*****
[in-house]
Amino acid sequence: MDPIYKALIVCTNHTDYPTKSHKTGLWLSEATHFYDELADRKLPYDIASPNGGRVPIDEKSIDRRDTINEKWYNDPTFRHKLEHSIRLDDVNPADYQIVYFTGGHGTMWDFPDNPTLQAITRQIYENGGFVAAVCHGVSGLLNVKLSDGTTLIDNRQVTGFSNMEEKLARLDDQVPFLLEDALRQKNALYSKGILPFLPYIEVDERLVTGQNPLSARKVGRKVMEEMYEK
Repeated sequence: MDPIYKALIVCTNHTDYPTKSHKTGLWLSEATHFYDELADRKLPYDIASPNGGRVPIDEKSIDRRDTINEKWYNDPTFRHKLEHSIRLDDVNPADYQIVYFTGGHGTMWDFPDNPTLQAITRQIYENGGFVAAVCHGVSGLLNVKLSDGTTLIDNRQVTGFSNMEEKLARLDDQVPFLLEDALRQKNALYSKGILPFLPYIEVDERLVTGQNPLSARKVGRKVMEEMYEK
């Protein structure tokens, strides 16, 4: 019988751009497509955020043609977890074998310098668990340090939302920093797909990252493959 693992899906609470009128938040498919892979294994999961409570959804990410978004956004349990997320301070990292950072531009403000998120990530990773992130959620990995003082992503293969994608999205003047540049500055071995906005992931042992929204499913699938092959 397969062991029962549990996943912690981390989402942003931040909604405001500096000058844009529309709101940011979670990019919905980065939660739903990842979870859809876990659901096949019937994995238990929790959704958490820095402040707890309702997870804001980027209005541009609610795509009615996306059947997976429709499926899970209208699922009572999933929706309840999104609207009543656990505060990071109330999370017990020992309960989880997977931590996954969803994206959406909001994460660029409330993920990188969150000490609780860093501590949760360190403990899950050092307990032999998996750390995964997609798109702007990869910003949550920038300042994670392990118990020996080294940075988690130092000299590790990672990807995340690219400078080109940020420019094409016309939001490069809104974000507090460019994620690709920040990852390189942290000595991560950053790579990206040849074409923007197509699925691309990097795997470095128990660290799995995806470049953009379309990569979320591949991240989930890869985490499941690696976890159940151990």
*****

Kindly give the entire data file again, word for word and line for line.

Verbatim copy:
[in-house]
Amino acid sequence: MDPIYKALIVCTNHTDYPTKSHKTGLWLSEATHFYDELADRKLPYDIASPNGGRVPIDEKSIDRRDTINEKWYNDPTFRHKLEHSIRLDDVNPADYQIVYFTGGHGTMWDFPDNPTLQAITRQIYENGGFVAAVCHGVSGLLNVKLSDGTTLIDNRQVTGFSNMEEKLARLDDQVPFLLEDALRQKNALYSKGILPFLPYIEVDERLVTGQNPLSARKVGRKVMEEMYEK
Repeated sequence: MDPIYKALIVCTNHTDYPTKSHKTGLWLSEATHFYDELADRKLPYDIASPNGGRVPIDEKSIDRRDTINEKWYNDPTFRHKLEHSIRLDDVNPADYQIVYFTGGHGTMWDFPDNPTLQAITRQIYENGGFVAAVCHGVSGLLNVKLSDGTTLIDNRQVTGFSNMEEKLARLDDQVPFLLEDALRQKNALYSKGILPFLPYIEVDERLVTGQNPLSARKVGRKVMEEMYEK
């Protein structure tokens, strides 16, 4: 019988751009497509955020043609977890074998310098668990340090939302920093797909990252493959 693992899906609470009128938040498919892979294994999961409570959804990410978004956004349990997320301070990292950072531009403000998120990530990773992130959620990995003082992503293969994608999205003047540049500055071995906005992931042992929204499913699938092959 397969062991029962549990996943912690981390989402942003931040909604405001500096000058844009529309709101940011979670990019919905980065939660739903990842979870859809876990659901096949019937994995238990929790959704958490820095402040707890309702997870804001980027209005541009609610795509009615996306059947997976429709499926899970209208699922009572999933929706309840999104609207009543656990505060990071109330999370017990020992309960989880997977931590996954969803994206959406909001994460660029409330993920990188969150000490609780860093501590949760360190403990899950050092307990032999998996750390995964997609798109702007990869910003949550920038300042994670392990118990020996080294940075988690130092000299590790990672990807995340690219400078080109940020420019094409016309939001490069809104974000507090460019994620690709920040990852390189942290000595991560950053790579990206040849074409923007197509699925691309990097795997470095128990660290799995995806470049953009379309990569979320591949991240989930890869985490499941690696976890159940151990």